Afterwards, a lint-free cloth is used to apply alcohol to the cavity surfaces to clean them. Then the cavity surfaces are dried with a jet stream of air and with the same lint-free cloth. In a next step, the cavity walls of the sleeve are polished with an antistatic, dust repellant material. Then it is cleaned, air-dried, cleaned with alcohol, redried and cleaned with a lint-free cloth.
It should be realized that the tool 100 could comprise a plug 24 which is provided with an abrasive material. Also, it should be apparent that a tool could be juxtaposed to the conical surface of the cavity 68 or 70 and an abrasive medium interposed between the tool and the cavity surface and in contact with the cavity surface. The relative motion causes the distance between the two reference circumferences to decrease. A suitable abrasive medium which may be interposed between the surfaces is an aluminum oxide in a water-alcohol carrier, for example.
Further, the same tool 100 is used to adjust both cavities. This results in the cavities 68 and 70 being matched, which is not necessarily true following molding.
Going now to FIG. 7, there is shown a profile 110 of a sleeve 66 after it is molded, then cured, and a profile 115 after it has been adjusted by the conformable lapping technique of this invention. Each profile is taken over the length of the tapered portion of the sleeve. As can be seen in FIG. 7, the conformable lapping tchnique produces a profile 115 which is substantially smoother and more straight than that of the connector component in the as molded condition.
FIG. 8 is even more telltale of the results achieved by the methods and apparatus of this invention. In FIG. 8, points designated 120 and located above a horizontal line 12 show gauging ball separation of a number of sample sleeves 66--66 prior to the application of the methods of this invention. After the sleeves 66--66 have been adjusted, the range of ball separation is lowered substantially as is evidenced from the plotting of points 126--126 between the two horizontal lines 122 and 124. In FIG. 9, points 128--128 show the losses encountered with single mode fibers connected with sleeves 66--66 after the sleeves have been micro-adjusted in accordance with this invention.
Viewing now FIG. 10, there is shown an arrangement of a tool 130 which is used to adjust the taper length of a plug 24. The tool 130 includes a cavity 132 which is machined to have a precise truncated conical shape and which is faced with an abrasive material 134 such as that which is used to face the tool 100 of FIG. 5. A plug 24 having a less than required taper length is dippd in alcohol and inserted into the cavity 132 of the tool 130 and turned rotatably while a longitudinal force F is applied. This caused material to be removed from the surface of the plug and results in a longer taper length. It should be apparent that the tool 130 could comprise a sleeve 66 having cavity walls which have been faced with an abrasive material. Afterwards, the plug is cleaned and dried and polished as described with respect to the sleeve adjustment.
This last-mentioned technique facilitates the repair of damaged plug-terminated fibers. In the event that the fiber end in the secondary pedestal 36 becomes scratched inadvertantly, the end of the pedestal is refinished which thereby reduces the taper length measurement. The required taper length is reachieved by inserting the plug 24 into a tool sleeve having its cavities lined with the abrasive material and turning rotatably the plug while applying a longitudinal force F thereto.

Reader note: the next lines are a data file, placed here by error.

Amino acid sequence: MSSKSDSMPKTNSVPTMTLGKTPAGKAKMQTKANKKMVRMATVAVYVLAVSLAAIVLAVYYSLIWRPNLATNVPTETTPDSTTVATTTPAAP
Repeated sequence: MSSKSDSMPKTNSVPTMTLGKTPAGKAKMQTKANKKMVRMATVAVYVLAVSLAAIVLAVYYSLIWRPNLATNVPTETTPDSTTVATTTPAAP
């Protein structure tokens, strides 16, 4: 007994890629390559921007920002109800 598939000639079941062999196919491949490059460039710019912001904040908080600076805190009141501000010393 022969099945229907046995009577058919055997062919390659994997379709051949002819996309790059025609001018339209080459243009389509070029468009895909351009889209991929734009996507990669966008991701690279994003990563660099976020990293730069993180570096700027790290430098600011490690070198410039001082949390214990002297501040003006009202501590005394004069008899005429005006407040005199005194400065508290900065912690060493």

The adjustment of the plug 24 also causes removal of the sharp leading edge of the plug end portion 30. As a result, damage to the sleeve 66 during insertion is reduced substantially.
This technique improves the longitudinal surface profile of the plug and the roundness of its circumferential surface. The profiles shown in FIG. 7 also apply to plugs which are adjusted in accordance with this invention. The improvement in roundness of the sleeve cavity walls or of the plug conical surface is shown by comparing FIGS. 11A and 11B. Radial lines 140--140 shown in FIGS. 11A and 11B are provided for graphing purposes. FIG. 11A shows circumferential profiles 141 and 142 of a sleeve cavity wall or of a plug outer surface on charts 144--144 before adjustment and FIG. 11B shows their configurations 141' and 142' afterwards.
It is to be understood that the above-described arrangements are simply illustrative of the invention. Other arrangements may be devised by those skilled in the art which will embody the principles of the invention and fall within the scope and spirit thereof.
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|U.S. Classification||451/28, 451/180|
|International Classification||G02B6/38, B24B19/22|
|Cooperative Classification||G02B6/3847, B24B19/226, G02B6/3865, G02B6/3874|
|European Classification||G02B6/38D6R, B24B19/22C, G02B6/38D6H, G02B6/38D10A|
|Sep 6, 1991||FPAY||Fee payment|
Year of fee payment: 4
|Aug 31, 1995||FPAY||Fee payment|
Year of fee payment: 8
|Oct 4, 1999||FPAY||Fee payment|
Year of fee payment: 12
|Aug 13, 2001||AS||Assignment|
Owner name: LUCENT TECHNOLOGIES INC., NEW JERSEY
Free format text: ASSIGNMENT OF ASSIGNORS INTEREST;ASSIGNOR:AT&T CORP.;REEL/FRAME:012059/0893
Effective date: 19960329
|May 17, 2002||AS||Assignment|
Owner name: FITEL USA CORPORATION, GEORGIA
Free format text: ASSIGNMENT OF ASSIGNORS INTEREST;ASSIGNOR:LUCENT TECHNOLOGIES;REEL/FRAME:012946/0578
Effective date: 20011116